-by Ken Tennefoss, Cruising Boat Oregon Advisory Team Member
We spent eleven days cruising the lower Columbia River from Portland to Astoria in our boat this summer. What a wonderful time we had! It is a trip we have made several times, and is one of our favorites. I can’t think of too many other things I would rather be doing than sitting at the helm of Mucho Gusto on a summer day, motoring along one of the largest rivers in North America.
We are so fortunate to live in a state with such abundant recreational areas and variety of waterways. Although the river levels were low, we were still able to find plenty of areas to anchor and play in with our water toys. The fishing was good and the weather, for the most part, cooperated.
We began our trip by heading down-stream from Portland on the Multnomah Channel. We had only gone a couple of miles before we saw our first bald eagle, one of several we saw on our trip. The salmon were running, so there were quite a few boats on the channel all plying for the “catch of the day.” While we had to make course changes a few times to avoid getting too close to anglers, the cruise to St. Helens was uneventful and along the way we were able to watch a couple of anglers catch bright chinook salmon.
Over the first few days, we anchored with a few other boats in a peaceful backwater cove off the Columbia River, near Goble. The water was warm and the company was fun. One of the highlights is a quick dingy ride to the Goble store for an ice cream treat.
Our next destination was to the waters behind Lord and Walker Islands, just a mile or so downstream from Rainier. It’s a favorite spot for both water skiers and cruisers but on one particularly calm morning, I took some memorable pictures of a skier cutting across the mirror-like surface in the early morning sunrise. Waterskiers seek out flatwater in back island areas that are protected from the wind and wave chop.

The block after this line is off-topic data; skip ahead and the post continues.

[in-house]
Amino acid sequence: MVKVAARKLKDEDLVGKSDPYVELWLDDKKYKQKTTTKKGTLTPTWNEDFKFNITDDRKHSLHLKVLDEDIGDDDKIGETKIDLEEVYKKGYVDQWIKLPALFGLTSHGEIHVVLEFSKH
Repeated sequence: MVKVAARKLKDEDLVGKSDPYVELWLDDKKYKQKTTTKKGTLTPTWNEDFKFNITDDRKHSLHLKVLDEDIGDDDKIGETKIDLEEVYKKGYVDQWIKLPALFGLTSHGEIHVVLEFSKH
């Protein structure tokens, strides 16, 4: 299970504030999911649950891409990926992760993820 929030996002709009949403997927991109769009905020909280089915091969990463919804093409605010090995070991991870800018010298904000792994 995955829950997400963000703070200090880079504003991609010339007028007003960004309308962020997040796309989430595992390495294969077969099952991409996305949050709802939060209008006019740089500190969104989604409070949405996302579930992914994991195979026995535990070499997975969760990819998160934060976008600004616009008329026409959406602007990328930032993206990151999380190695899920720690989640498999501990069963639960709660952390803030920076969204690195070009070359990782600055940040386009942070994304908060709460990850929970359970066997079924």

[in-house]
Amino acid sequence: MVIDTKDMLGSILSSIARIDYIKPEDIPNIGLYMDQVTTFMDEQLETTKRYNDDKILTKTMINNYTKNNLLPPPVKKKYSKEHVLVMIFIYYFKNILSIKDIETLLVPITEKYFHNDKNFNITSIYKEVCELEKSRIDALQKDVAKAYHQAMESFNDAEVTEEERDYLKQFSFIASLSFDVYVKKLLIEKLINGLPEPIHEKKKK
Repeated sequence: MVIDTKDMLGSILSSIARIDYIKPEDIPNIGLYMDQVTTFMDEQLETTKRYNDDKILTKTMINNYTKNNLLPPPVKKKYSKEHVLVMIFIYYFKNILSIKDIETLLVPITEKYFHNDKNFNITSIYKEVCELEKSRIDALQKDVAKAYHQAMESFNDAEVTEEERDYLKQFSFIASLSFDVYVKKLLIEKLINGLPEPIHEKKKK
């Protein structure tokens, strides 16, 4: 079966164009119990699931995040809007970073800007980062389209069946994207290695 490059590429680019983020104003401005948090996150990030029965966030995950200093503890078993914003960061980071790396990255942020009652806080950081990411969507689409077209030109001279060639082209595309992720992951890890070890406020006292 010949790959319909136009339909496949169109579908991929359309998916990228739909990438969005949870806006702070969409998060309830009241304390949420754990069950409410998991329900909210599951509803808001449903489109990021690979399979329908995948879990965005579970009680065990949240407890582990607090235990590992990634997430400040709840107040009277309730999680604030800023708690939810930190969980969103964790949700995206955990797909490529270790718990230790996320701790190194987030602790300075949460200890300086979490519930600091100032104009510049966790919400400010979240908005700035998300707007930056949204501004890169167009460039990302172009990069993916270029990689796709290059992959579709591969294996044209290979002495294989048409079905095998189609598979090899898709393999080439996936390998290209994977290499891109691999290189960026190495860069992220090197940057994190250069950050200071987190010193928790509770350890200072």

Our next run down-stream was longer, cruising toward Cathlamet Bay, behind Tongue Point. We anchored just in time to view a spectacular blazing sky of reds and pinks as the sun dipped behind the hills above Astoria. The next day, we explored the tidal flats which are a labyrinth of small channels and back waters that are ideal for exploring in a kayak or small boat. It’s easy to feel like Lewis and Clark, wondering what lies around the next turn.
I admit I sometimes take for granted this great recreation resource and forget that without proper management and funding, it could easily be lost. Oregon is fortunate to have a single agency that regulates the waterways and also works with facility providers to ensure there’s boating access to the variety of waterways in the state. Oregon’s State Marine Board is funded by boat title and registration fees and according to the agency’s web site, it’s mission is “Serving Oregon’s recreational boating public through education, enforcement, access, and environmental stewardship for a safe and enjoyable experience.” I’ve come to recognize as a member of one of the Marine Board’s advisory teams, that boaters need to help by giving the Board feedback on our likes and dislikes, so they can continue to provide services and keep making Oregon a great place to play. I encourage all users of our waters to let the OSMB know what they are doing right, as well as your thoughts on how they can make improvements. That way, generations to come will have an opportunity to enjoy Oregon’s lakes, rivers, bays and ocean.
By the way, if you want to share your thoughts or experiences on boating in Oregon, this OSMB blog is a great place to do that. It’s also a great place to go to read other people’s input. If you’re not sure where to go or where to put in, the Marine Board has an interactive map on their website that shows where all the boat ramps are in the state. This is a great place to start planning your summer adventures.
For more information about the Marine Board and to find a boat ramp near you, visit http://www.boatoregon.com.